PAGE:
The Southside corridor in Chicago, a string of projects including Robert Taylor Homes (formerly the largest project in the country), and others like Stateway Gardens, is being especially targeted. There is no plan to replace any buildings along the corridor and already 20 buildings have been demolished in Robert Taylor. The demolitions include 5266 South State Street where RW readers may remember a determined battle was waged by residents, homeless squatters and supporters in 1999 before they were finally evicted more than 30 days after the deadline. 5201 South Federal where many of the displaced residents of 5266 moved, only to be forced out yet again, has also been demolished.
Over the last year one strike eviction notices were handed out like lollipops in several buildings in Taylor Homes. The police come through raiding apartments, terrorizing children, dragging the young men into empty apartments to inflict life-threatening beatings, and making arrests. Behind the cops, come the project managers dispensing 14-day notices of eviction. A number of lease-holders went to court to protest and some got short-term extensions and a few got their evictions reversed. Some facing evictions moved before the sheriffs came, usually crowding into a relative's already too-small apartment. Some people with nowhere to go were still there when their belongings were dragged into the hallways.
This scene described in a Chicago Tribune magazine article, "Where is Everyone Going?" by Alex Kotlowitz, author of There are No Children Here , describes what happened when one tenant was evicted. "Ironically, it was the tattered remains of Hull's community that came to her assistance. The day of her eviction, a neighbor came by and removed the screws on the grate covering her kitchen window. Later that afternoon, after her door had been nailed shut, Hull removed the grate and crawled back into the apartment. Another neighbor helped her move the furniture back in. After she got the door working again, a janitor on his own time fixed her lock, which had been made inoperable during the eviction... Last summer the CHA vacated Hull's building and began demolition. Hull and her three youngest children have since been living off the generosity of family and friends... They have also spent nights at the Greyhound bus station..."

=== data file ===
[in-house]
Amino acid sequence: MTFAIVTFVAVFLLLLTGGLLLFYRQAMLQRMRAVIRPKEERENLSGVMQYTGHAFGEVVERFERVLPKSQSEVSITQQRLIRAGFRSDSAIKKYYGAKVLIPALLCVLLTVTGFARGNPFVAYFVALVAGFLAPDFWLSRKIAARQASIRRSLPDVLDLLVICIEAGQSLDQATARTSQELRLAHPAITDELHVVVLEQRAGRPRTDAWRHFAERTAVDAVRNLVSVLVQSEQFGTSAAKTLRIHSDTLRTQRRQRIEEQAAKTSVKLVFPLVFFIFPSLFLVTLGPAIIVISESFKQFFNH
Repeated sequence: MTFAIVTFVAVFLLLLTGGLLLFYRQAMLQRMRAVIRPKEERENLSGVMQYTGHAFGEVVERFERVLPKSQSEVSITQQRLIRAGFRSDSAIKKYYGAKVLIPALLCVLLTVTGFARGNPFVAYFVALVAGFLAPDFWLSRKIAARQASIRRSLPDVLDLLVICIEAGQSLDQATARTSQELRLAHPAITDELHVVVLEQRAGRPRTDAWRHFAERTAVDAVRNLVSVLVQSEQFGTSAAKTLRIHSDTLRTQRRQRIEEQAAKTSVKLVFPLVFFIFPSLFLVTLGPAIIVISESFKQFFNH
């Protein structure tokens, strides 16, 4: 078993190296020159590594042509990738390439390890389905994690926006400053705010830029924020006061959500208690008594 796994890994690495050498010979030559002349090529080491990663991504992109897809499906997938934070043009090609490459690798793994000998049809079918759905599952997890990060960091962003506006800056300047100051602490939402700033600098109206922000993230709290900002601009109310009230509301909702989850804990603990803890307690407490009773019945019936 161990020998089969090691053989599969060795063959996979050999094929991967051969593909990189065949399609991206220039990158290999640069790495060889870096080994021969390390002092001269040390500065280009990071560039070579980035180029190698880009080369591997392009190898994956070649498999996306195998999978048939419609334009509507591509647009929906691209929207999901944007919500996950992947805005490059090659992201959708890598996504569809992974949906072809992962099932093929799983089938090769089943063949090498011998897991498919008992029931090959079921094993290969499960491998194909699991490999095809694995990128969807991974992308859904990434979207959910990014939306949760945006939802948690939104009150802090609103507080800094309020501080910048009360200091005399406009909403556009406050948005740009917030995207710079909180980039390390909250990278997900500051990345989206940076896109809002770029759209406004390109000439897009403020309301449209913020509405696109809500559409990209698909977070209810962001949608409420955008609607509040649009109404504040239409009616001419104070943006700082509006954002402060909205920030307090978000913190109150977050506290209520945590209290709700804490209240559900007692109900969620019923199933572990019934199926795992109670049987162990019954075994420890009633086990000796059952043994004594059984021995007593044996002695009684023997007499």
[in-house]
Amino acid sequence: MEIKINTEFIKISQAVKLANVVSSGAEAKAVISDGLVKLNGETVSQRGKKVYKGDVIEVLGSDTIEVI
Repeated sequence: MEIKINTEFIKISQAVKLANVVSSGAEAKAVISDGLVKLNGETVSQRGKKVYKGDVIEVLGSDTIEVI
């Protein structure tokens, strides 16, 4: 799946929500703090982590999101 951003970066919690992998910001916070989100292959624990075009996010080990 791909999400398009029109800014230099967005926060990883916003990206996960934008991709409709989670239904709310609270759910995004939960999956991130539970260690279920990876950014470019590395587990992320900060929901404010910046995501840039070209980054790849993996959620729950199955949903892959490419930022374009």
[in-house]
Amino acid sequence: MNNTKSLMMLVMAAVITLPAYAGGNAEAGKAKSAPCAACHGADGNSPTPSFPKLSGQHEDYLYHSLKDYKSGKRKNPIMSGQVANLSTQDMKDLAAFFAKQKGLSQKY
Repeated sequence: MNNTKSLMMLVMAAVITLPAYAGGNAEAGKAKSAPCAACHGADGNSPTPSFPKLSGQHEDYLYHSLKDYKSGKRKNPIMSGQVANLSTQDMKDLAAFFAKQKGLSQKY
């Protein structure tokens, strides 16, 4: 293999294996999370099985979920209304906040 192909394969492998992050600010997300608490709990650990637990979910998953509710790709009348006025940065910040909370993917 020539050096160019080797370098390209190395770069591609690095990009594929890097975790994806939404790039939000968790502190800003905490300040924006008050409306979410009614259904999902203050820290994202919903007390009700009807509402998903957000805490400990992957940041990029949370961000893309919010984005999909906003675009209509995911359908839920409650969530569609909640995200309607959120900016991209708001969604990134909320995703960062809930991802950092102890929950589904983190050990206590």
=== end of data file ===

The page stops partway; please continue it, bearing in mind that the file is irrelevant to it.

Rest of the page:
In 1996 when this law was passed there were nine one-strike evictions. According to Chicago Housing Authority (CHA) statistics, in 2001 nearly 400 CHA families were thrown out of their homes, 119 of them one-strike evictions. And now the U.S. Supreme Court has given an unqualified green light to these efforts and undercut the legal defense a tenant might argue.
Chicago has more public housing than any other U.S. city, but these outrageous evictions are being carried out across the country from Oakland to Atlanta. In Washington, D.C. two long-time public housing advocates were forced out on one-strike evictions. In Seaside, Oregon, where housing authorities have a zero-tolerance policy for drugs and violence, a woman was served with eviction papers when she filed for a temporary restraining order after being assaulted by her husband.
Evicted for being beaten! This is a perfect picture of the nature of this cruel Supreme Court decision, and the whole punishing atmosphere in the U.S. 2002--where those who have been oppressed and beaten down by the system are punished for it again and again.
This article is posted in English and Spanish on Revolutionary Worker Online